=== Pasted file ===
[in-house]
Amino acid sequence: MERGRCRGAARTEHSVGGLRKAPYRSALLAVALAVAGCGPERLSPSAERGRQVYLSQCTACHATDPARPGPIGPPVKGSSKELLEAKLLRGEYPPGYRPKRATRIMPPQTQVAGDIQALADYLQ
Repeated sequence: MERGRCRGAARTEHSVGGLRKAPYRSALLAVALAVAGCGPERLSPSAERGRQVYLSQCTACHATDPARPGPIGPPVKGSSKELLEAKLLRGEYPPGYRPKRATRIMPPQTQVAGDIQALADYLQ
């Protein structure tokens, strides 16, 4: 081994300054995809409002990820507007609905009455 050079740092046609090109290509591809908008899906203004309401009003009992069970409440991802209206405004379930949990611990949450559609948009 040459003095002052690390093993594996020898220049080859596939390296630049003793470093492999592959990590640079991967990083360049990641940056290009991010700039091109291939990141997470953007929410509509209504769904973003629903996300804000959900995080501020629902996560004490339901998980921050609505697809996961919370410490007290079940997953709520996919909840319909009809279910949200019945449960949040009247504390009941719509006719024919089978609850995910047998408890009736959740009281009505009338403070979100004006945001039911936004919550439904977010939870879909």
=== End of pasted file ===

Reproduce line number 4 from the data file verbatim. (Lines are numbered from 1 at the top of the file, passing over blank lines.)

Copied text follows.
């Protein structure tokens, strides 16, 4: 081994300054995809409002990820507007609905009455 050079740092046609090109290509591809908008899906203004309401009003009992069970409440991802209206405004379930949990611990949450559609948009 040459003095002052690390093993594996020898220049080859596939390296630049003793470093492999592959990590640079991967990083360049990641940056290009991010700039091109291939990141997470953007929410509509209504769904973003629903996300804000959900995080501020629902996560004490339901998980921050609505697809996961919370410490007290079940997953709520996919909840319909009809279910949200019945449960949040009247504390009941719509006719024919089978609850995910047998408890009736959740009281009505009338403070979100004006945001039911936004919550439904977010939870879909």